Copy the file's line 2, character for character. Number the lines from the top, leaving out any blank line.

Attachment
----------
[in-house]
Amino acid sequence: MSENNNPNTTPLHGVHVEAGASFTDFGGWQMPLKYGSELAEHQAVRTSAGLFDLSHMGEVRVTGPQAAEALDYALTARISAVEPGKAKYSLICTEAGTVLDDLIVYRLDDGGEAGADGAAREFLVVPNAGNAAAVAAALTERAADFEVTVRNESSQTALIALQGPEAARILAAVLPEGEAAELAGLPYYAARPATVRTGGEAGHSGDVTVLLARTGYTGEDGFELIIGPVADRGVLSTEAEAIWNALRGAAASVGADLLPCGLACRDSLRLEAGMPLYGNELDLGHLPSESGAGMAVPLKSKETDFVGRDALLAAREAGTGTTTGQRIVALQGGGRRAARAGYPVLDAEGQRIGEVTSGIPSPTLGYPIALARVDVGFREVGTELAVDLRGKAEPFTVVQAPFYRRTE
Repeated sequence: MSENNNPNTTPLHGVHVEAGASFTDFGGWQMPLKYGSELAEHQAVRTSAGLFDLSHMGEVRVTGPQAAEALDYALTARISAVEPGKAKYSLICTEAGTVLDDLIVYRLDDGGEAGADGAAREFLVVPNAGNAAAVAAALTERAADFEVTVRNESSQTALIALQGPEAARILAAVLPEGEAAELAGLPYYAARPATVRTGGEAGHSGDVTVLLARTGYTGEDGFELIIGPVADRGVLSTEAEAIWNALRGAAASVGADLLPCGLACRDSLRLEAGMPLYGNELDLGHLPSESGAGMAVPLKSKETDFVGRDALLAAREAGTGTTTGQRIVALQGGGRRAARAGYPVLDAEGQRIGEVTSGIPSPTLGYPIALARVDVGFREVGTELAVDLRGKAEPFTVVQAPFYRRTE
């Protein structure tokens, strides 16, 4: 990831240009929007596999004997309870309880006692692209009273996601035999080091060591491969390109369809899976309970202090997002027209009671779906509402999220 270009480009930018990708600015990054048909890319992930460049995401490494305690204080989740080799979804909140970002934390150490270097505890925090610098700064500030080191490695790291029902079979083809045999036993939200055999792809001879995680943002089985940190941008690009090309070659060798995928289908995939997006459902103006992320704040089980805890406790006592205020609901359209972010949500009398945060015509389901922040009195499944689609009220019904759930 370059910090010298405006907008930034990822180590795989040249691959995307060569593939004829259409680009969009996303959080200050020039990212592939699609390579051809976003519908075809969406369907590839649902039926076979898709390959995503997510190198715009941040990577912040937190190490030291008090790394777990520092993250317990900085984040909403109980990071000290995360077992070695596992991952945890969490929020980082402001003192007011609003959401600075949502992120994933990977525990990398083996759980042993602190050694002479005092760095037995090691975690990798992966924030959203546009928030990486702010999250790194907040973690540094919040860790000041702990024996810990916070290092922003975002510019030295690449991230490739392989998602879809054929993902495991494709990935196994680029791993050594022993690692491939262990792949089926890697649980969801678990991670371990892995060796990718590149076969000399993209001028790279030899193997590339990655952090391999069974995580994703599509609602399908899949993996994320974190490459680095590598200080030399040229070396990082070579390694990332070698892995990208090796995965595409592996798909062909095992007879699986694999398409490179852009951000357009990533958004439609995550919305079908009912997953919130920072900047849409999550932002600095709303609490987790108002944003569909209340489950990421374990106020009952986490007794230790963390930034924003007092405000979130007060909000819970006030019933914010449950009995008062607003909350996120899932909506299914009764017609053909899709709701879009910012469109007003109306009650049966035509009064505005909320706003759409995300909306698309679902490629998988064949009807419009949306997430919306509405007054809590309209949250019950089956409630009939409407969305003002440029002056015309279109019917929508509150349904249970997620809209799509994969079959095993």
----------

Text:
Amino acid sequence: MSENNNPNTTPLHGVHVEAGASFTDFGGWQMPLKYGSELAEHQAVRTSAGLFDLSHMGEVRVTGPQAAEALDYALTARISAVEPGKAKYSLICTEAGTVLDDLIVYRLDDGGEAGADGAAREFLVVPNAGNAAAVAAALTERAADFEVTVRNESSQTALIALQGPEAARILAAVLPEGEAAELAGLPYYAARPATVRTGGEAGHSGDVTVLLARTGYTGEDGFELIIGPVADRGVLSTEAEAIWNALRGAAASVGADLLPCGLACRDSLRLEAGMPLYGNELDLGHLPSESGAGMAVPLKSKETDFVGRDALLAAREAGTGTTTGQRIVALQGGGRRAARAGYPVLDAEGQRIGEVTSGIPSPTLGYPIALARVDVGFREVGTELAVDLRGKAEPFTVVQAPFYRRTE